Oral anti-pseudomonal antibiotics for cystic fibrosis

T Remmington, N Jahnke, C Harkensee
Cochrane Database of Systematic Reviews 2007, (3): CD005405

BACKGROUND: Pseudomonas aeruginosa is the most common bacterial pathogen causing infection in the lungs of people with CF and appropriate antibiotic therapy is vital. Antibiotics for exacerbations are usually given intravenously, and for long-term treatment, via a nebuliser. Oral anti-pseudomonal antibiotics with the same efficacy and safety as intravenous or nebulised antibiotics would benefit the quality of life of people with CF due to ease of treatment and avoidance of hospitalisation.

OBJECTIVES: To determine the benefit or harm of oral anti-pseudomonal antibiotic therapy for people with CF, colonised with Pseudomonas aeruginosa, in the: (1) treatment of an exacerbation of respiratory tract infection; and (2) long-term treatment in chronic infection.

SEARCH STRATEGY: We searched the Cochrane Cystic Fibrosis and Genetic Disorders Group Trials Register comprising references identified from comprehensive electronic database searches and handsearches of relevant journals and abstract books of conference proceedings. We contacted pharmaceutical companies for information on relevant trials and checked reference lists of identified trials. Most recent search: March 2007.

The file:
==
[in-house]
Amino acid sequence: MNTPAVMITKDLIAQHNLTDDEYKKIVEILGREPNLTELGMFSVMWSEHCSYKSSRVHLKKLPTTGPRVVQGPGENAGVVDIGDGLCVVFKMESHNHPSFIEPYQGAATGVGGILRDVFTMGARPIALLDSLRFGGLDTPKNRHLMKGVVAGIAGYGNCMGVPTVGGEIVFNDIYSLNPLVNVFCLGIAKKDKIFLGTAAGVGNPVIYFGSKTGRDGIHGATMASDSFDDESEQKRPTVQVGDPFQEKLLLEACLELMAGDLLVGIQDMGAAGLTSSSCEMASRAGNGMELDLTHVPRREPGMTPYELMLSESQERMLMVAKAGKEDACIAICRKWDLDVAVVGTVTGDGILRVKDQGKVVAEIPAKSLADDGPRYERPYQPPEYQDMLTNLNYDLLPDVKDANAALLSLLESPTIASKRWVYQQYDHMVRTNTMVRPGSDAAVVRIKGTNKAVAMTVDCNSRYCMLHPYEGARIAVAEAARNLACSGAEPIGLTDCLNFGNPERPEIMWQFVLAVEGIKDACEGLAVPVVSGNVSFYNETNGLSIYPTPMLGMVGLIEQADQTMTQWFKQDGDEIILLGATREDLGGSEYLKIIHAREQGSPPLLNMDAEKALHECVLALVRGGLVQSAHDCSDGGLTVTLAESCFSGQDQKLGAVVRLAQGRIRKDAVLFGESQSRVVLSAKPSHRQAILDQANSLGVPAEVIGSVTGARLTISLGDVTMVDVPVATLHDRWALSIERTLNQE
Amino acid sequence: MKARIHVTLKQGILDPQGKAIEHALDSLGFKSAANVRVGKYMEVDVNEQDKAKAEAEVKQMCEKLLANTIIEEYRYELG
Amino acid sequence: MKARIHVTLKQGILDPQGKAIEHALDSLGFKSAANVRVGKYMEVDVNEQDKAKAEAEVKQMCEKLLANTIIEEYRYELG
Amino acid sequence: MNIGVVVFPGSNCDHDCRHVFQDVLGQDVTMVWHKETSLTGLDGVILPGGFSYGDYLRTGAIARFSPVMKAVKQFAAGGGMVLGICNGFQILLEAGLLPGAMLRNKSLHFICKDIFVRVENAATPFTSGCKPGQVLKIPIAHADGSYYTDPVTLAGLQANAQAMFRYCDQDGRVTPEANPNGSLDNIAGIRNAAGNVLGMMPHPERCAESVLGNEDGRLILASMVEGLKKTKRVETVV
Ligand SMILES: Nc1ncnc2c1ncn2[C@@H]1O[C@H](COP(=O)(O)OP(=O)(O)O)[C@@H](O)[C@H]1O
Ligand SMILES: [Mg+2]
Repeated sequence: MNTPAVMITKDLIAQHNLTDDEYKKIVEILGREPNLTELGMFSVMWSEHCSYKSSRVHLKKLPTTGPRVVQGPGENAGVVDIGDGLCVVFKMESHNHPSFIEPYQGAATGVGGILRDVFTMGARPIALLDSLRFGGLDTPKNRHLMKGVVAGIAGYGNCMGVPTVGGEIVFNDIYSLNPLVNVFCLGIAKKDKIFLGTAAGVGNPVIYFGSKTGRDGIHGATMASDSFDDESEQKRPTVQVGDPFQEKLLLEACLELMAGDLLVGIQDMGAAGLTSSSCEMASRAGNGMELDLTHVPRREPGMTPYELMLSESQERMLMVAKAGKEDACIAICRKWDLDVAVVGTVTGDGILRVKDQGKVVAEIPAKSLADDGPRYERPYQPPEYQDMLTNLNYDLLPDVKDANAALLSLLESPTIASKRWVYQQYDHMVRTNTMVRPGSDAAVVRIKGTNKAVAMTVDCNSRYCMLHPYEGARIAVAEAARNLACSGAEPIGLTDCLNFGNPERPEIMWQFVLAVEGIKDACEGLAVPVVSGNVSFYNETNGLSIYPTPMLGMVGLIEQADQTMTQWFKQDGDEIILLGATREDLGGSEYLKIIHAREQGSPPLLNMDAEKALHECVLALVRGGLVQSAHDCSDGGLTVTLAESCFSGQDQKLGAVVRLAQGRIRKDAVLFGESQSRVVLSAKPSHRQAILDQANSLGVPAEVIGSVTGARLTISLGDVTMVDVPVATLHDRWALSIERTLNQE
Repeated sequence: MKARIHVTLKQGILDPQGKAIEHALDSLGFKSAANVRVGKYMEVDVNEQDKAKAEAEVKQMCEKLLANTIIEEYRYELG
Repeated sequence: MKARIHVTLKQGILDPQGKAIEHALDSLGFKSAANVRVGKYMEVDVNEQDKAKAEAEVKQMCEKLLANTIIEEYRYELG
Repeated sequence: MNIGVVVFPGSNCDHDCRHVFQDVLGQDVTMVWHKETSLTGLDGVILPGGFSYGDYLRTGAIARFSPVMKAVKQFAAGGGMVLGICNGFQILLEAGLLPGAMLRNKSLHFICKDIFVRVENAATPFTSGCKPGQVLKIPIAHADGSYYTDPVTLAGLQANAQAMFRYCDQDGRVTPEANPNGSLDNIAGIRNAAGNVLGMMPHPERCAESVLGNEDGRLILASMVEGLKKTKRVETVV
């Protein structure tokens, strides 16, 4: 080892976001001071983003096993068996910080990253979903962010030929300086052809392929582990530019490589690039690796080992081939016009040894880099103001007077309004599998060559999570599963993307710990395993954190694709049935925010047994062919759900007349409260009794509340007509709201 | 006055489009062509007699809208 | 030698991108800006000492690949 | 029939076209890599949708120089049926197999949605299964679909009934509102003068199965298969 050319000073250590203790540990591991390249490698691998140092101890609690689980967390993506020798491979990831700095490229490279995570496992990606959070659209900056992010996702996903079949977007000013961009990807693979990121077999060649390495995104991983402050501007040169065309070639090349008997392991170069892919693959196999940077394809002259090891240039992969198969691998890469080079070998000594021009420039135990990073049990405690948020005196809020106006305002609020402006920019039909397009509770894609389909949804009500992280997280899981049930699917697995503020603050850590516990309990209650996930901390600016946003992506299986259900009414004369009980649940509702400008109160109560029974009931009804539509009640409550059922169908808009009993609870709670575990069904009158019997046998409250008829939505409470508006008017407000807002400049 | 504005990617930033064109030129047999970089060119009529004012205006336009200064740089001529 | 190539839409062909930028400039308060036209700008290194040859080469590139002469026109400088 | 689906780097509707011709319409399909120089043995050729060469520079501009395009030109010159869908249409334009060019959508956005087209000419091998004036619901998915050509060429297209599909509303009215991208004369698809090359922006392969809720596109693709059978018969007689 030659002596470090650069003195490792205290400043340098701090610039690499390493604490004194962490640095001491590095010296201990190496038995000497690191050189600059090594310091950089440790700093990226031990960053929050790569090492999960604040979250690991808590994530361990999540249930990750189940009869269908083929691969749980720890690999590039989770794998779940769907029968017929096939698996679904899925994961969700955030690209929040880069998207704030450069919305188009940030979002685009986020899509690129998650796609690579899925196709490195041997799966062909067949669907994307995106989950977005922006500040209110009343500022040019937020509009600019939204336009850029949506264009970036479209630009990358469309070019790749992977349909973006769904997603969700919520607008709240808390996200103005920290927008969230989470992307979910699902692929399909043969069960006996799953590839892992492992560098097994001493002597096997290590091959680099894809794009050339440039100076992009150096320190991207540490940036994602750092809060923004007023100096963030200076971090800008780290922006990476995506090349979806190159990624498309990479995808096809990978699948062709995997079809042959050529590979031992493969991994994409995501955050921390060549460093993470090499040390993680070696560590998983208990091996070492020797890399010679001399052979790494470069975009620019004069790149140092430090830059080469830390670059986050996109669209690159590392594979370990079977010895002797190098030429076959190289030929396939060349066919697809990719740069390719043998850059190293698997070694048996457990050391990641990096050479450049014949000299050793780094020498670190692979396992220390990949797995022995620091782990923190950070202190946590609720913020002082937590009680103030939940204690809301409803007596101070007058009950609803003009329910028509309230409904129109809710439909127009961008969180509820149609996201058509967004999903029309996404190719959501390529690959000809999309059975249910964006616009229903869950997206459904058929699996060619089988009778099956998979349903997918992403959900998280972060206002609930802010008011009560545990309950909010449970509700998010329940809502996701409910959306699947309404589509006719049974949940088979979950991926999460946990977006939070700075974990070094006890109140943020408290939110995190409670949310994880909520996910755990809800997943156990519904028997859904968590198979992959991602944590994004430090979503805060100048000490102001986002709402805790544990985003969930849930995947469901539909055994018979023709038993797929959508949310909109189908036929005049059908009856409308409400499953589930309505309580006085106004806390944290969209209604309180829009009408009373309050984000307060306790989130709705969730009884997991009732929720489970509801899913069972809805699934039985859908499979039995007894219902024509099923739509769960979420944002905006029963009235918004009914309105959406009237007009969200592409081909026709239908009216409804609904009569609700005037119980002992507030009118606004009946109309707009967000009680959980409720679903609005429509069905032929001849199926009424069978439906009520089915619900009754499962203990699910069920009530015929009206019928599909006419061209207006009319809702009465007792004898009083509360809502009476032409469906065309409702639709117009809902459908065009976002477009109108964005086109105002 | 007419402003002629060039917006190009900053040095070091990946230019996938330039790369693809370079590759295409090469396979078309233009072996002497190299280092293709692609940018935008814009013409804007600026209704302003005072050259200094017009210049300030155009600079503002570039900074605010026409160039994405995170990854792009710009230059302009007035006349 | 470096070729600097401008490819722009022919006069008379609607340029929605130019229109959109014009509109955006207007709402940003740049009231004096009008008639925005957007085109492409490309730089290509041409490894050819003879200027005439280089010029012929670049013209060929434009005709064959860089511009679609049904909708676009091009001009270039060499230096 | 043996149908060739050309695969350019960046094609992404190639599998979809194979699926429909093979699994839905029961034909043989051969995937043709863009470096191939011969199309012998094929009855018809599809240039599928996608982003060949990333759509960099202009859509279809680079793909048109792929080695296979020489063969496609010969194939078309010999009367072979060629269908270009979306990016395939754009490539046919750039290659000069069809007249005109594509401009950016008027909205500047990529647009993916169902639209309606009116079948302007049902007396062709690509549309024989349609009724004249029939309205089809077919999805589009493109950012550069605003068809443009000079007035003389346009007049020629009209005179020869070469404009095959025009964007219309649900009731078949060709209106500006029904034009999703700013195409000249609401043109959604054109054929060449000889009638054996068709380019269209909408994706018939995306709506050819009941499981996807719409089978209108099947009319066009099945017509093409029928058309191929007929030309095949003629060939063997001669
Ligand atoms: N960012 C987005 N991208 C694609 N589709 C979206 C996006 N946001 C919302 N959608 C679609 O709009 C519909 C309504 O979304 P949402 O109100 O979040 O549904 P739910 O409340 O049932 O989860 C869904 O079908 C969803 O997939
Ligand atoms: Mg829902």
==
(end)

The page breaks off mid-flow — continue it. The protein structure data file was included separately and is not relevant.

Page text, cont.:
SELECTION CRITERIA: Randomised or quasi-randomised controlled trials comparing any dose of oral anti-pseudomonal antibiotics, with other combinations of inhaled, oral or intravenous antibiotics, or with placebo or usual treatment for exacerbations and long-term treatment.

DATA COLLECTION AND ANALYSIS: Two authors independently selected the trials, extracted data and assessed quality. We contacted trialists to obtain missing information.

MAIN RESULTS: We included four trials examining exacerbations (197 participants) and two trials examining long-term therapy (85 participants). We regarded the most important outcomes as quality of life and lung function. In our analysis, we were unable to identify any statistically significant difference between oral anti-pseudomonal antibiotics and other treatments for these outcome measures for either exacerbations or long-term treatment. One of the included trials reported significantly better lung function when treating an exacerbation with ciprofloxacin when compared with intravenous treatment; however, our analysis did not confirm this finding. We found no evidence of difference between oral anti-pseudomonal antibiotics and other treatments regarding adverse events or development of antibiotic resistance, but trials were not adequately powered to detect this.

AUTHORS' CONCLUSIONS: We found no conclusive evidence that an oral anti-pseudomonal antibiotic regimen is more or less effective than an alternative treatment for either exacerbations or long-term treatment of chronic infection with P. aeruginosa. Until results of adequately-powered future trials are available, treatment needs to be selected on a pragmatic basis, based upon known effectiveness against local strains and upon individual preference.


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